Now Reading
We Should Still Be Talking About The Abortion Bans

We Should Still Be Talking About The Abortion Bans

Enough time has passed in the news cycle for us to begin shifting our attention away from southern state’s attempts to repeal Roe v. Wade and onto the next new tragedy, outrage or viral video moment. However, it’s important to not lose focus. Women, femme-identifying people and folks with vaginas have been fighting for the right to decide what is right for their bodies long before Roe v. Wade, long before the Civil War and into the earliest iterations of the United States of America.

History has excluded women and anyone else who isn’t a wealthy, straight, cisgendered white man, but women have also done a poor job of including non-binary individuals and people of color in the fight for equality. I feel that it’s important to make that note first– we need to fight for everyone’s rights– not just ours, our sisters or the girl that works at your favorite coffee shop down the street. You may not be able to personally experience the struggles that nonbinary, trans, non-wealthy and of-color individuals have to face but there is a lot more to lose for them.

Abortion bans will disproportionately affect low-income families and individuals who either cannot afford the childcare and medical bills that come with pregnancy and they may not be able to afford the travel necessary for a safe abortion in another state. In addition to those struggles, the Hyde Amendment of 1976 blocked federal Medicaid funding for abortions except for in very narrow circumstances– when pregnancy is the result of rape or incest. These new abortion bans don’t even allow for that. People will be forced to carry the results of a traumatic experience or worse– take dire actions to ensure they don’t have a pregnancy come to term.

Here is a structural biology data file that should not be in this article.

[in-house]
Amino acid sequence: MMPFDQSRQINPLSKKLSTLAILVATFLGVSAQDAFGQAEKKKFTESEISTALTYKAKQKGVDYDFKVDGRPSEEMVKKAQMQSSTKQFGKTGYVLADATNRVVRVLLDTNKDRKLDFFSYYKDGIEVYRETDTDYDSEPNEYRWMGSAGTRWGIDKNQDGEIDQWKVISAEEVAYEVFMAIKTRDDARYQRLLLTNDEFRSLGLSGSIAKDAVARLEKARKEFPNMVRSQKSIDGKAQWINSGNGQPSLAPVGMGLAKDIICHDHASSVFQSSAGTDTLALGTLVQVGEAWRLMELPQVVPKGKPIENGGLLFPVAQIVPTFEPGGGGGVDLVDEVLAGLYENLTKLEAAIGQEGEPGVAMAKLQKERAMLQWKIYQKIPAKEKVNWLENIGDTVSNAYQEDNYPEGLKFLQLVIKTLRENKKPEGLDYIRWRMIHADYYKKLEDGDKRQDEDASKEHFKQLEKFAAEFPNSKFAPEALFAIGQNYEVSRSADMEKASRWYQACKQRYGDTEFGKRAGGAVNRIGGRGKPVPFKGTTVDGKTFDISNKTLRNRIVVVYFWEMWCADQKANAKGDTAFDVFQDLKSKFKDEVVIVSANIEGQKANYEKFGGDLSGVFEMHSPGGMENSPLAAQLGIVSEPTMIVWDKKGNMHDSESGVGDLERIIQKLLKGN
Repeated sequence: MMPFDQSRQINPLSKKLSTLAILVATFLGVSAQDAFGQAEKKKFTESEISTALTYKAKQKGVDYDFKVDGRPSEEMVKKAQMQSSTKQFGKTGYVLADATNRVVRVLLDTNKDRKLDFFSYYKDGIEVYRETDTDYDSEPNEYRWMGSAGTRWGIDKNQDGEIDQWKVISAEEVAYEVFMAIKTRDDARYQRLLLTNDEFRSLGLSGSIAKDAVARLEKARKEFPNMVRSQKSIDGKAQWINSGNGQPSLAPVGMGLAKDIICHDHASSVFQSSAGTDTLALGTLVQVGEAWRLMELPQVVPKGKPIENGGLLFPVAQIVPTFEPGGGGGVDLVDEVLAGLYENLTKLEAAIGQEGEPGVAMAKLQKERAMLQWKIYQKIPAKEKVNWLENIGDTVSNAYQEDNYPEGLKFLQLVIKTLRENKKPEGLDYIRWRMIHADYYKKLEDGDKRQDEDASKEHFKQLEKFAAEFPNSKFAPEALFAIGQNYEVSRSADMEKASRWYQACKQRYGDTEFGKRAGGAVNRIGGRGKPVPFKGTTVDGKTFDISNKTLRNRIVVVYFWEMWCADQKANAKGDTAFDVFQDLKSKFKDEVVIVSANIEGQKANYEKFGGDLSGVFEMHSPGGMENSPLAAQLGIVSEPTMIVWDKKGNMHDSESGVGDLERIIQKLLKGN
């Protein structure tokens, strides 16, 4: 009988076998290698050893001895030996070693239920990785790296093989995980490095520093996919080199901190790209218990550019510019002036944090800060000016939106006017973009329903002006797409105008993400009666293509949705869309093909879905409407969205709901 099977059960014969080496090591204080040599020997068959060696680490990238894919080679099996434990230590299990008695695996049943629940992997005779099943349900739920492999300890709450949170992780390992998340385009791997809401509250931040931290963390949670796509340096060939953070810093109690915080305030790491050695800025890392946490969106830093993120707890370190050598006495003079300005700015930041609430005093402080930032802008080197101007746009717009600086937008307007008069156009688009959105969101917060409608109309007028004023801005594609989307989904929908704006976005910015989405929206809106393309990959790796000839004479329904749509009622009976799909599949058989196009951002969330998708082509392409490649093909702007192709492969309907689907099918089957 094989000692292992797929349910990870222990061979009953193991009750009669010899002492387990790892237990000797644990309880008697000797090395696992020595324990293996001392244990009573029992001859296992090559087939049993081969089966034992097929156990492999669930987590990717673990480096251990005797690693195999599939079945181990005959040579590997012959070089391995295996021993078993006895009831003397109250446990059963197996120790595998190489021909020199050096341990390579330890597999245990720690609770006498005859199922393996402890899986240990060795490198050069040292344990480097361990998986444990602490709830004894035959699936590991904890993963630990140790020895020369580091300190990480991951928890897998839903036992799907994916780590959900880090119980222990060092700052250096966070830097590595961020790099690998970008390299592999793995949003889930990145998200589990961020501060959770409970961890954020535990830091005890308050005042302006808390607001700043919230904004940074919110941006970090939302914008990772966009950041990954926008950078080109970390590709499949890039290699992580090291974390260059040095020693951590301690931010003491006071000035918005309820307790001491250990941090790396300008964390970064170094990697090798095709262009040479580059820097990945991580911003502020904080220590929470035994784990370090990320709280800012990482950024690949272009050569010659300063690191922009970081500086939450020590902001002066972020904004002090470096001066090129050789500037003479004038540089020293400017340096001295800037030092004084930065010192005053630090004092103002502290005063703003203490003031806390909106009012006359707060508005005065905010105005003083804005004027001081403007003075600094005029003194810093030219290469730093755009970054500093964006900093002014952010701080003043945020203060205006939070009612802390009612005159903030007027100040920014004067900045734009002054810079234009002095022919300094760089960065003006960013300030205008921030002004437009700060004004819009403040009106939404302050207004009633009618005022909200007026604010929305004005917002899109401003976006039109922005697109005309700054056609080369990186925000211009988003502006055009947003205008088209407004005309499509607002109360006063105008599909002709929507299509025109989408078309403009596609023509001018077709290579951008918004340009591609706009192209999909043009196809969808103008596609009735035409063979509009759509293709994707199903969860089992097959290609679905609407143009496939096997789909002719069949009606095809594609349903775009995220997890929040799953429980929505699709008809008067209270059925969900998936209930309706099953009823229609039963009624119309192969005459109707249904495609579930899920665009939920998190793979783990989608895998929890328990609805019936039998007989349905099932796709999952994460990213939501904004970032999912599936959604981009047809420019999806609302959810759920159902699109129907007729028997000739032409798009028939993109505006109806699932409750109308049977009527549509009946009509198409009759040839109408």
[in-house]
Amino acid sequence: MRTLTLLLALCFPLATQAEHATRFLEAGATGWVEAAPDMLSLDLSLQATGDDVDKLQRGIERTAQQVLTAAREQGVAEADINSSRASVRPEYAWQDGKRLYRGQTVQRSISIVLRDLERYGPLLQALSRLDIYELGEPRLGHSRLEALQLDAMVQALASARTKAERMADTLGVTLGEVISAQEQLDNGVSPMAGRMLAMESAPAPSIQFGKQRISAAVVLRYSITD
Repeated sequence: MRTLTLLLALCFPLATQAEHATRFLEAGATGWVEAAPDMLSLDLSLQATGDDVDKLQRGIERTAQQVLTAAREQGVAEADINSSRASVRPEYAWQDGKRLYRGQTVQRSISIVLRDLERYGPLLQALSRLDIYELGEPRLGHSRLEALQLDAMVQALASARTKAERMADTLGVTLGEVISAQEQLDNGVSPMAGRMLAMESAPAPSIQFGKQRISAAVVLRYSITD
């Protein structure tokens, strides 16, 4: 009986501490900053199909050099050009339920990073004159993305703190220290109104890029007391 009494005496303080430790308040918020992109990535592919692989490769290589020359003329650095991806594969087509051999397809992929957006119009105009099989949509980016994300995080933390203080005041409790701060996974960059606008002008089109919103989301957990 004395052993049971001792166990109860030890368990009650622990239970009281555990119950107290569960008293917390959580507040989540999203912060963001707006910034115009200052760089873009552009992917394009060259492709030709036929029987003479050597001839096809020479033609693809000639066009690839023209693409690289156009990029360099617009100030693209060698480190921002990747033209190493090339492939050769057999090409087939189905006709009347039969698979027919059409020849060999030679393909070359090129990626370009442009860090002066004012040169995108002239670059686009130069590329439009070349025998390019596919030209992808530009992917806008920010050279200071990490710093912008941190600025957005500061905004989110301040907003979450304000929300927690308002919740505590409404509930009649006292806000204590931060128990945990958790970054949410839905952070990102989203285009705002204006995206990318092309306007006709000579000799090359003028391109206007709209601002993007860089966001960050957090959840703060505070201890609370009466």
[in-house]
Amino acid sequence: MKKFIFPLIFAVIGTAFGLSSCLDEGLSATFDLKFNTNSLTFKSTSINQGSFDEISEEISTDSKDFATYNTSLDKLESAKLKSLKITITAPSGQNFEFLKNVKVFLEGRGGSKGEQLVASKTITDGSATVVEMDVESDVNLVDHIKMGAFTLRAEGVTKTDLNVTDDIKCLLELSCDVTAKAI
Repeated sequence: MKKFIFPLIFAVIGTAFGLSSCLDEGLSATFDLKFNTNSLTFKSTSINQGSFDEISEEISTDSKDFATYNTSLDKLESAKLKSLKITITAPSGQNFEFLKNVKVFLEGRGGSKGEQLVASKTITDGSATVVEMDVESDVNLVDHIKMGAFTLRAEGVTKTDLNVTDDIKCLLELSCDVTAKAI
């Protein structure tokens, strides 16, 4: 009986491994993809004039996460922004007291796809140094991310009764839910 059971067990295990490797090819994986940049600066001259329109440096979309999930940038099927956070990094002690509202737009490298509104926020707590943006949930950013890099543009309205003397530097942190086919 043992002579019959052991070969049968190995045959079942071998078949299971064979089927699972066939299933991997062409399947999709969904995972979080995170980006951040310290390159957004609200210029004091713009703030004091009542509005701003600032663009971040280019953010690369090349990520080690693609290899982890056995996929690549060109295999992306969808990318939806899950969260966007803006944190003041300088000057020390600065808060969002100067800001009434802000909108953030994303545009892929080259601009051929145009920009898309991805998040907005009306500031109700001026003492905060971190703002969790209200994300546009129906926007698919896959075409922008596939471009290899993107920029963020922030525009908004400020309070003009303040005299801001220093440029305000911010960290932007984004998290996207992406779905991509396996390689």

Alabama, Georgia, Mississippi, Louisiana and the many other states that have produced legislation banning abortions have no plans in place for the unwanted children that result in these pregnancies or the possible increased mortality rate. People are more likely to take dire actions such as wire hangers, falls down stairs and many more terrifying ways to DIY a pregnancy termination. Instead of one bundle of cells halted before consciousness begins, we also have dead mommys-to-be on our hands.

The lack of ability to family plan for the future that individuals want to halts their ability to move up throughout social classes. Instead of focusing on saving money, making investments and developing a career, people will be forced to spend that money on a child they didn’t want, making it that much harder to make it to the life they’ve been dreaming about. According to the USDA Cost of Raising a Child Calculator parents making less than $60,000 would spend $12,306 annually keeping one tiny human alive. Kids are cool and all, but they are very expensive and once you have one, your life is no longer just yours. It is extremely unfair to take that choice away from people with vaginas.

It is a basic (or at least should be) human right to let people decide how to live their lives and to make decisions for their bodies and lifestyles. Taking the ability to have options away based on someone else’s religious or moral beliefs is unconstitutional and hideous. The same people making decisions for other people based off of their personal beliefs scream in outrage when someone tries to get them to change theirs. The hypocrisy is dumb-founding and terrifying. We cannot let the opinions of a few affect the lives of the many.

Several more states have begun to add anti-abortion legislation to their dockets and it is important to remember what we are working towards. The right for everyone to make decisions about their own bodies without the interference of the government or other people’s religious and moral beliefs. We may not all agree on issues and topics, but our personal beliefs should never rob someone of their own choices.

By Mikala Everett
Cover Photo by Charlie Neibergall/AP Photo
Scroll To Top